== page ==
The mythical Surtur doesn’t have a ginormous crown, but he DOES have a bada** flaming sword that he got from the god Freyr. He then uses said bada** sword to kill Freyr and winds up getting killed by him right before the god departs from this life. Sadly, no big green rage machine gets to challenge him on the field of battle in the myths — sorry Hulk fans!
10. Hide Your Son, Hide Your Mistletoe…
The scene when Thor, Bruce Banner, and Valkyrie find Loki tied up in chains and the God of Mischief says “Surprise” in a dry voice made me laugh for 10 minutes straight in the theatre, but also made me want to hug him because everyone’s favorite trickster was bound in the myths.
See, Loki tricked the blind god Hod into killing Odin’s favorite son, Baldur, and prevented his daughter Hel from releasing Baldur’s soul. So Odin and the other gods turned Loki’s son Vali into a mad wolf and had him kill his own brother Narfi. They used poor Narfi’s entrails to bind Loki to a rock and placed a serpent on top of him. Loki’s second wife Sigyn holds a bowl to catch the venom but when she goes to empty the bowl, he thrashes from the pain of the venom. Odin and the others were NOT playing around, and it’s interesting that the film managed to redeem the God of Mischief while incorporating aspects from the myths.
9. Loki’s Son Is A Giant Doggo And Yes, He Is A Good Boy
In the MCU, Fenris is Hela’s loyal wolf companion accompanied her into battle. No explanation was given for his backstory, so unless Hela went to the Game of Thrones dimension and picked up a direwolf as a kid, his parentage in the films will likely never be known.
I got a big kick out of the inclusion of Fenris and not just because he’s a giant, adorable war doggo — it is due to the fact that he’s actually Loki’s son. Loki’s first wife was a giantess named Angrboda, and together they had three kids: Fenris, Hel, and Jormungandr (AKA the Midgard Serpent). Odin gave the Underworld to Hel and tossed Jormy into the ocean, but he was scared of Fenris because he kept having premonitions that the giant wolf was going to kill him.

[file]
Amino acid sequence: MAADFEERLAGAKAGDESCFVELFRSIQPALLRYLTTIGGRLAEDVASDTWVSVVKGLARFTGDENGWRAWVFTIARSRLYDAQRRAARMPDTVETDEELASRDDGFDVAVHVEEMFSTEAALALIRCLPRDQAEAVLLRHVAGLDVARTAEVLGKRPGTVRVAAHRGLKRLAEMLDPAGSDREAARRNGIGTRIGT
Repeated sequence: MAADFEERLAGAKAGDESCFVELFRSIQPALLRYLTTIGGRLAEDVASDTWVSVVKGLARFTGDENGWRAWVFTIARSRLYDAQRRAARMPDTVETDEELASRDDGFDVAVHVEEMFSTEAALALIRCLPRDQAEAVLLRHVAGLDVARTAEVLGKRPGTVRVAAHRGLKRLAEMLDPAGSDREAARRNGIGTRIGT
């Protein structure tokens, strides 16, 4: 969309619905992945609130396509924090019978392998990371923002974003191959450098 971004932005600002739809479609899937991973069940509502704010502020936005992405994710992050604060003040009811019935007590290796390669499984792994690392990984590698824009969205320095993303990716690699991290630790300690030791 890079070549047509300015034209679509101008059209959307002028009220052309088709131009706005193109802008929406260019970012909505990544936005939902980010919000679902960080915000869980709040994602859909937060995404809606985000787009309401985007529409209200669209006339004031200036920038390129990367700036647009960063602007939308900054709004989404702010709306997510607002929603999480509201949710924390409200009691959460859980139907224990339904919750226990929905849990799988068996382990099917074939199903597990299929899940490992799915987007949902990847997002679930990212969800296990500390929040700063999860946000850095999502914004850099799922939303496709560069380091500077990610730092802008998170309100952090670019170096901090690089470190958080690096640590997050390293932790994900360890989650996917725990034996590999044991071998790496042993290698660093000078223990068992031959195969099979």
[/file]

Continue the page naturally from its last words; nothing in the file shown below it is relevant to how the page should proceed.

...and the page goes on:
When Fenris was full-grown, Odin tricked the wolf into being chained up. Needless to say, chaining up a canine and leaving him in isolation is a REALLY good way to ensure that when the wolf breaks free, he’s going to hunt down the Allfather during Ragnarok.
8. One Of Odin’s Sons Goes Full Aragorn And Rebuilds Asgard
I thought the twist of Asgard burning (in order to stop Hela and Odin’s two sons being the ones to rebuild it on Earth) was neat because it does mirror the original tales. After Ragnarok came and went, most of the gods died. Baldur comes back to life and reunites with Thor’s two sons, amongst others, and they set about to rebuild the world since in the Norse worldview, their apocalypse was about rebirth, not destruction.
Baldur doesn’t exist in the MCU (well, that we know of) but the theme of Odin’s son(s) being the catalyst for the destruction of Asgard — and being tasked with rebuilding it, is taken straight from the myths. And I am OVERJOYED that it was included for the film because it does make sense thematically.
7. Thor Versus Jormungandr, Round One
I think I scared the people sitting next to me when Thor killed that snake-like dragon creature, because I was squealing and whispering to my boyfriend “THAT IS A SHOUT-OUT TO JORMUNGANDR, BLESS YOU FOR READING NORSE MYTHS TAIKA WAITITI.”
For my fellow Thor fans who might not have read any Norse myths, Jormungandr is known as the Midgard Serpent. He’s Loki’s son and does NOT like Thor. Not that I can blame him — one tale says Thor tried to reel him in when he was fishing. I’d be mad if someone plucked ME out of the water when I was swimming and minding my own business.
During Ragnarok, Thor and Jormungandr go toe-to-toe. Everyone’s favorite God of Thunder slays the Midgard Serpent, but he dies after Jormungandr spits venom out at him with his last breath. In the film, Thor’s victorious in his fight but it’s a nice nod to his rivalry with Loki’s giant snake son.
6. Odin’s A+ Parenting Strikes Again, Y’All
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Comic Hela’s parentage follows the original Norse tales, so she’s Loki’s daughter, but Thor really DOES have a secret sister. In the comics, Thor’s sister is named Angela/Aldrif Odinsdottir and she was Odin’s firstborn. Asgard went to war with the realm of Heaven and the Queen of the Angels kidnapped Angela. The queen also faked Angela’s death and Odin was so angry that he banished the realm from the World Tree for generations. The shenanigans in Age of Ultron caused a rift in spacetime and Angela was pulled out of Heaven. She later meets her brothers Thor and Loki when the two restore Heaven to the World Tree. Since she was trained by literal angels, Angela is a skilled fighter who can give Thor a run for his money and she also is powerful enough to steal the throne of Hel away from her niece.